Is This Still A Good Time To Invest In Commercial Real Estate?
Volatile market conditions really demonstrate the benefits of investing with a knowledgeable real estate partner or Sponsor. Recognizing opportunities to shift inflation-hedging obligations from a landlord to a tenant, as described above, and applying appropriate acquisition underwriting criteria help protect investors.
With many institutional commercial real estate investors waiting for economic conditions to improve, savvy local sponsors/operators can benefit from the current environment. Opportunities can arise when uncertainty is present because there is less capital and less competition currently pursuing new investments.
Being a market fundamentalist and applying sound, long-term assumptions to financial projections, an investor can minimize their risks and help ensure more stable returns. Various conditions lead to owners selling real estate at less-than-ideal times. Death, tax obligations, and investment funds reaching their required end date, all led to opportunities for potential buyers.
High inflationary periods also challenge a real estate operator’s skills. Managing a property’s operating expenses becomes more difficult as the cost of supplies, contracted labor, and utilities escalate rapidly. In times like this, smart commercial real estate sponsors/operators will focus on improving energy efficiency.
Many utility companies offer rebates to help their commercial customers reduce initial costs and shorten payback periods. As utility rates increase, payback periods for certain energy-efficient projects look more attractive.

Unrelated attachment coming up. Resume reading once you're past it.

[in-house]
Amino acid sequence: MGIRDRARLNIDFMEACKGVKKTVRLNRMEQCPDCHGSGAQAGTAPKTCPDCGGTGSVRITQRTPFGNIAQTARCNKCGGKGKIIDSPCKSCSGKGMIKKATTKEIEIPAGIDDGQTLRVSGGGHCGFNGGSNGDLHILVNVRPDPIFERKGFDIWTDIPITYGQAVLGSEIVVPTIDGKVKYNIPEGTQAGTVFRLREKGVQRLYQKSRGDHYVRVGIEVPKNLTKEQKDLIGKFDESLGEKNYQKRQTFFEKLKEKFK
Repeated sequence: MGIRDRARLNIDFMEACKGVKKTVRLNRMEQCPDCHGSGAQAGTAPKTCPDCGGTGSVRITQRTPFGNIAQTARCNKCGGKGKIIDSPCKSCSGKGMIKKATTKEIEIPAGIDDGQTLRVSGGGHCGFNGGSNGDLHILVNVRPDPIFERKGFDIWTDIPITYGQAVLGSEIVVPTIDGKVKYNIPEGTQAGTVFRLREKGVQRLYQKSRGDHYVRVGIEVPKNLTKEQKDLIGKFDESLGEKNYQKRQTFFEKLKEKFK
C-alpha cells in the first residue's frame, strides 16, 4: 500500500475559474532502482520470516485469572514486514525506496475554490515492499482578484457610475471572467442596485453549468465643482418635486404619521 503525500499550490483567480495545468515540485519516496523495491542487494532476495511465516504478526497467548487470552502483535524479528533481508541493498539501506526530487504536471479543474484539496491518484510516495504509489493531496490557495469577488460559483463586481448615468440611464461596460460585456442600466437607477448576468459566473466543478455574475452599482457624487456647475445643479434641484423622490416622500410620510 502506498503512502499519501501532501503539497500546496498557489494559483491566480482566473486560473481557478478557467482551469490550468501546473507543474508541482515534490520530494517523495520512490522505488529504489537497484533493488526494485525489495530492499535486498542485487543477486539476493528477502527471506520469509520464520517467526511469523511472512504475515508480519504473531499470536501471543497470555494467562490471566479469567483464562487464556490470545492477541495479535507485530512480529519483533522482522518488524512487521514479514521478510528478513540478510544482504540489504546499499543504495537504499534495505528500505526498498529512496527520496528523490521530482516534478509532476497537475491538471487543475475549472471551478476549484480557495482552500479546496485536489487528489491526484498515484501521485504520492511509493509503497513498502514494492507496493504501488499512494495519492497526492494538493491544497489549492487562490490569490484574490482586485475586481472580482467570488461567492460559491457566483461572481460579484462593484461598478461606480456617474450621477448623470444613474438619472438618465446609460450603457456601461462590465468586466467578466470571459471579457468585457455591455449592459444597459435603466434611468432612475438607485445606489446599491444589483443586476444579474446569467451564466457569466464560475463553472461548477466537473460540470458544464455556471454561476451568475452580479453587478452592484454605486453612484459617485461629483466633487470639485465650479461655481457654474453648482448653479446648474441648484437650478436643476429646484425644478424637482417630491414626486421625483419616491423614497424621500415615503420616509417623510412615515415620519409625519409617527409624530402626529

Bulk supply purchases, especially for items needed over the 12 -24 months, can also assist in reducing overall costs. Items such as air filters, refrigerants, and compressors can be purchased and placed in inventory, without becoming obsolete over the next 12-24 months. Being a creative sponsor/operator can minimize the inflationary impacts and help protect a property’s bottom line.
Diversification and Capital Preservation
Uncertain economic times can highlight the value of investment diversification in every investor’s portfolio. Stocks and bonds provide opportunities to invest in publicly traded companies, which provide liquidity, compared to most real estate investments. However, stock prices can be more impacted by short-term economic conditions and increase their volatility.
Real estate assets are an ideal method for investors to diversify their investments. Commercial real estate investments can provide steady cash flow from long-term leases and offer the ability to secure long-term fixed-rate debt, which can produce superior returns during volatile times.
Stocks can experience significant volatility based on statements from the Fed Chairman, pressure from Wall Street analysts, or a company’s efforts to meet quarterly earnings expectations. Real estate investments are generally much less impacted by these short-term events and help provide the capital preservation that investors desire.
Invest in Commercial Real Estate with Kenwood Management
At Kenwood Management, our Sponsors invest their money along with outside investors in every acquisition. Our long-term strategy focuses on generating steady cash with an emphasis on renewing tenants, over and over again. Kenwood Management is always looking for new investors to join the Kenwood Community. Learn more about our investment services and how we focus on generating steady returns and capital preservation through commercial real estate investments.